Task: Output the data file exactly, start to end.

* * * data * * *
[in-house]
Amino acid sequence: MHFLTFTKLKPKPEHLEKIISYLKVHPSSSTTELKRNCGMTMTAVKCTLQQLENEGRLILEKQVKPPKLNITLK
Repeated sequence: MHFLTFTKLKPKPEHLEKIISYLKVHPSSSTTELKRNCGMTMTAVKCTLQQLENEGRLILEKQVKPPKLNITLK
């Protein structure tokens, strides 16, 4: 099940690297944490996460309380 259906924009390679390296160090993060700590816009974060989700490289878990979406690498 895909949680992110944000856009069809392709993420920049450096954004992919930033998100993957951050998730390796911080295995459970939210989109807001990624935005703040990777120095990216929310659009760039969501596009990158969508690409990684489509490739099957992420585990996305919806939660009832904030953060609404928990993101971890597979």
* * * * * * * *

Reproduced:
[in-house]
Amino acid sequence: MHFLTFTKLKPKPEHLEKIISYLKVHPSSSTTELKRNCGMTMTAVKCTLQQLENEGRLILEKQVKPPKLNITLK
Repeated sequence: MHFLTFTKLKPKPEHLEKIISYLKVHPSSSTTELKRNCGMTMTAVKCTLQQLENEGRLILEKQVKPPKLNITLK
């Protein structure tokens, strides 16, 4: 099940690297944490996460309380 259906924009390679390296160090993060700590816009974060989700490289878990979406690498 895909949680992110944000856009069809392709993420920049450096954004992919930033998100993957951050998730390796911080295995459970939210989109807001990624935005703040990777120095990216929310659009760039969501596009990158969508690409990684489509490739099957992420585990996305919806939660009832904030953060609404928990993101971890597979």